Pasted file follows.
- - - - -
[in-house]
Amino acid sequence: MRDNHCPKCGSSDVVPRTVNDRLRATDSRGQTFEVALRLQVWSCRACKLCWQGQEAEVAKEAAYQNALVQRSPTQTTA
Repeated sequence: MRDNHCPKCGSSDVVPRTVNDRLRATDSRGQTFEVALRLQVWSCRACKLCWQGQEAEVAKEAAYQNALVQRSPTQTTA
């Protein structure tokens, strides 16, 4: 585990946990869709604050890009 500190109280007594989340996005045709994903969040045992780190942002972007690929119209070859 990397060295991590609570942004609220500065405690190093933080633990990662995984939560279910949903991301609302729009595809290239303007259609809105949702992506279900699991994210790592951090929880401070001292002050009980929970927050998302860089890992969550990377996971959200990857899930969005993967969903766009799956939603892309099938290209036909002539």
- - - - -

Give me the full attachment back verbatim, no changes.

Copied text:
[in-house]
Amino acid sequence: MRDNHCPKCGSSDVVPRTVNDRLRATDSRGQTFEVALRLQVWSCRACKLCWQGQEAEVAKEAAYQNALVQRSPTQTTA
Repeated sequence: MRDNHCPKCGSSDVVPRTVNDRLRATDSRGQTFEVALRLQVWSCRACKLCWQGQEAEVAKEAAYQNALVQRSPTQTTA
């Protein structure tokens, strides 16, 4: 585990946990869709604050890009 500190109280007594989340996005045709994903969040045992780190942002972007690929119209070859 990397060295991590609570942004609220500065405690190093933080633990990662995984939560279910949903991301609302729009595809290239303007259609809105949702992506279900699991994210790592951090929880401070001292002050009980929970927050998302860089890992969550990377996971959200990857899930969005993967969903766009799956939603892309099938290209036909002539």